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The Kummakivi Balancing Rock And Its Unlikely Explanation In Finnish Folklore

The Kummakivi Balancing Rock is a natural feature in Ruokolahti’s picturesque woodland region, part of the South Karelia region in Finland’s southeast. Two rocks positioned precariously on top of the other make up this feature.

Even though the upper rock appears to be ready to fall at any moment, it has not. Furthermore, the stone would not budge even a millimeter if a human applied force to it.

Kummakivi Balancing Rock is an oddity.

“Kummakivi,” the Finnish word for “weird rock,” is the name of this balancing rock. This unique geological formation is made up of two rocks. A spiral mound shape may be seen on the bottom stone. It’s a smooth, convex surface that’s implanted in the ground.

On top of this bedrock, another large rock, roughly 7 meters long, lies (22.97 ft). The point of contact between these two rocks is tiny, and the upper stone appears to be doing an impossible balancing act.

Anyone first encountering the Kummakivi Balancing Rock would probably anticipate the upper rock to fall at any moment. Regardless, the boulder is firmly connected to the bedrock and has never been knocked over (or even slightly moved) by a human.

The ancient inhabitants of this region were most likely perplexed by the sight of this natural wonder. They sought to explain how this balancing rock came to be in such a perplexing position. The Kummakivi Balancing Rock was most likely moved by this group of persons using their own hands.

When they learned that the physical force they used to move the boulder had failed, they assumed a supernatural power had driven it.

Both supernatural and scientific explanations have been proposed.

Finland’s folklore is full of supernatural creatures like trolls and giants. The physical strength of such animals is said to be significantly greater than that of a regular mortal. Furthermore, rocky terrain has been connected to some of these organisms. In Finnish mythology, a heist (plural: hidden) is a giant thought to live in rocky settings.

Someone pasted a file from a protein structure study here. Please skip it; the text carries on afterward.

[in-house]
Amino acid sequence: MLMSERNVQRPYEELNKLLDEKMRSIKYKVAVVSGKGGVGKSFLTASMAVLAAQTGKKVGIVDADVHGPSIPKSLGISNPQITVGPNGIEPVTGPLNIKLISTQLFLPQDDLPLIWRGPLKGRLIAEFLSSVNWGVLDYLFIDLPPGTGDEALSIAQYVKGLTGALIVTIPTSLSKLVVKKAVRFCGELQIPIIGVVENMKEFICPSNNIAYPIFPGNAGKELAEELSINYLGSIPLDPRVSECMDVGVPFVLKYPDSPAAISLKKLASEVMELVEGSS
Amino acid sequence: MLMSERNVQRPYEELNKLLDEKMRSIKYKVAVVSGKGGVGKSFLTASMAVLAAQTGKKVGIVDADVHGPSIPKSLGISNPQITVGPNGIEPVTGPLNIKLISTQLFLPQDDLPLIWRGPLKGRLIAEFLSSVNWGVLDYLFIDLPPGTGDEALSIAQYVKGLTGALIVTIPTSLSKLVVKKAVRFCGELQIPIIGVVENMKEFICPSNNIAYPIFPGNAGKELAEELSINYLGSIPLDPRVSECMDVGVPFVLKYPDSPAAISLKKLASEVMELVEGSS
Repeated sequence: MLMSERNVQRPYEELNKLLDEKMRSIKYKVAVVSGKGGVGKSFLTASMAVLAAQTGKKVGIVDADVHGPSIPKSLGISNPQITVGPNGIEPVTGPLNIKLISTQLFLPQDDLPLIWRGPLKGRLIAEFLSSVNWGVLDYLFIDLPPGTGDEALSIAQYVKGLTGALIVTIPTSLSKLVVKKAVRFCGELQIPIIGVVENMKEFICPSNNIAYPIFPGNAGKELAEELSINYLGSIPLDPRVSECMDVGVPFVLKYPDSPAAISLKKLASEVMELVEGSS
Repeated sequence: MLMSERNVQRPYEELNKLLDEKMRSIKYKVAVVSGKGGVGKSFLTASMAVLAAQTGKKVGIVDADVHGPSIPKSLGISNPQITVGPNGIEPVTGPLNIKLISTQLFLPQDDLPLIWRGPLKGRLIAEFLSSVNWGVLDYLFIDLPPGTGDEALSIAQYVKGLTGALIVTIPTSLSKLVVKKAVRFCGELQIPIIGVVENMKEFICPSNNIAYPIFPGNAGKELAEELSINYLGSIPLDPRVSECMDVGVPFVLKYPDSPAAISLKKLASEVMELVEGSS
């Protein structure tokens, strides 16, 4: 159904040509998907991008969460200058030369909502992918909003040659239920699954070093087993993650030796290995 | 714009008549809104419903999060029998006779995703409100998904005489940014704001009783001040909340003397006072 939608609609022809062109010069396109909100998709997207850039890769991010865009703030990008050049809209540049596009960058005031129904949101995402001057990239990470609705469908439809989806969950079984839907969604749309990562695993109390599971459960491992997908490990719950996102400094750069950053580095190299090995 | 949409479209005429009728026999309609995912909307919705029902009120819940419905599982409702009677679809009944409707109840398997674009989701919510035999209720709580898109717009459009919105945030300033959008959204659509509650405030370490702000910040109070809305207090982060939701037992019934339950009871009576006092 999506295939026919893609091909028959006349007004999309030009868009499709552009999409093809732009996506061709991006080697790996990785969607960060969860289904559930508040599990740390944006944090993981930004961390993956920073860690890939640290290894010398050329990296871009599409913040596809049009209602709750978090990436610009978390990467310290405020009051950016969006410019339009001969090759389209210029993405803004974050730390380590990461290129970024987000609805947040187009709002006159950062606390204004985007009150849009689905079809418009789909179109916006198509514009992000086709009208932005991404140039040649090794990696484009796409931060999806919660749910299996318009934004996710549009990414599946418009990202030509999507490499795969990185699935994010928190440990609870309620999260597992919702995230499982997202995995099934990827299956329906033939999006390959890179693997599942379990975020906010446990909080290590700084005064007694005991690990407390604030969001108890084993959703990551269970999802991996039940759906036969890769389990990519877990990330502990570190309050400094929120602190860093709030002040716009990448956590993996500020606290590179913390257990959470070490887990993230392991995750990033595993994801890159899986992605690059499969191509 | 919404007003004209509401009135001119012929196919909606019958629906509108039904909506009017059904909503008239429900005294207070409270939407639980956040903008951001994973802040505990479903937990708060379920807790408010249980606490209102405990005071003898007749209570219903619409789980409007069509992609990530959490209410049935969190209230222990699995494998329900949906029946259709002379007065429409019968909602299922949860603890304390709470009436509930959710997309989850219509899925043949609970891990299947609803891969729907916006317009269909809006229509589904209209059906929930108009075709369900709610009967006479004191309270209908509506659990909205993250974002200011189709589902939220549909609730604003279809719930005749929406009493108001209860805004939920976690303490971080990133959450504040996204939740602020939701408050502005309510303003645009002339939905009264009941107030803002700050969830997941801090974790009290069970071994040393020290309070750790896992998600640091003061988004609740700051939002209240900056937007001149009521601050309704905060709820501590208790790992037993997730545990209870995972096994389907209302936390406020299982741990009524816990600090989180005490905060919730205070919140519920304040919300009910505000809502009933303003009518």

According to Finnish tradition, such beings are said to fling rocks around, make cairns, and carve weird holes in rocky outcrops (which are believed to have been used by these giants to churn milk). According to local legend, a giant/troll brought/rolled/threw the Kummakivi Balancing Rock there.

On the other hand, geologists have presented an alternative theory for the Kummakivi Balancing Rock’s development. The enormous rock is supposed to have been transported there by glaciers during the last glacial epoch. Around 12,000 years ago, when the glaciers receded from the area to the north, this rock was left behind and became known as the Kummakivi Balancing Rock.

Other shaky rocky outcroppings

The Kummakivi Balancing Rock isn’t the only balancing rock globally (also known as a problematic boulder). Such stones have been unearthed in several countries worldwide, each fascinating narrative. In India, there is a balancing rock called ‘Krishna’s Butter Ball,’ which refers to the Hindu god Vishnu’s incarnation.

In addition to amusing people with exciting narratives, balancing rocks have been used for more scientific purposes. Researchers in the United States, for example, have used balancing rocks as a type of natural seismoscope. While such gems can’t tell us when earthquakes happened in the past, they can tell us that big enough earthquakes haven’t hit the region to cause them to crumble.

The amount of force necessary to move these rocks can provide information about the magnitude of prior earthquakes and the frequency and intervals of large earthquakes in the area, all of which are important for probabilistic seismic hazard assessments. To put it another way, balancing rocks could save lives!

Finally, the Kummakivi Balancing Rock is a beautiful natural sight. While ancient peoples attributed its creation to mythological giants, modern science today has a better explanation.

The importance of this feature has been recognized, and it was awarded the protected status in 1962. Furthermore, in the United States, balancing rocks have been used for seismic investigations and could utilize this balancing rock for a similar purpose in the future.

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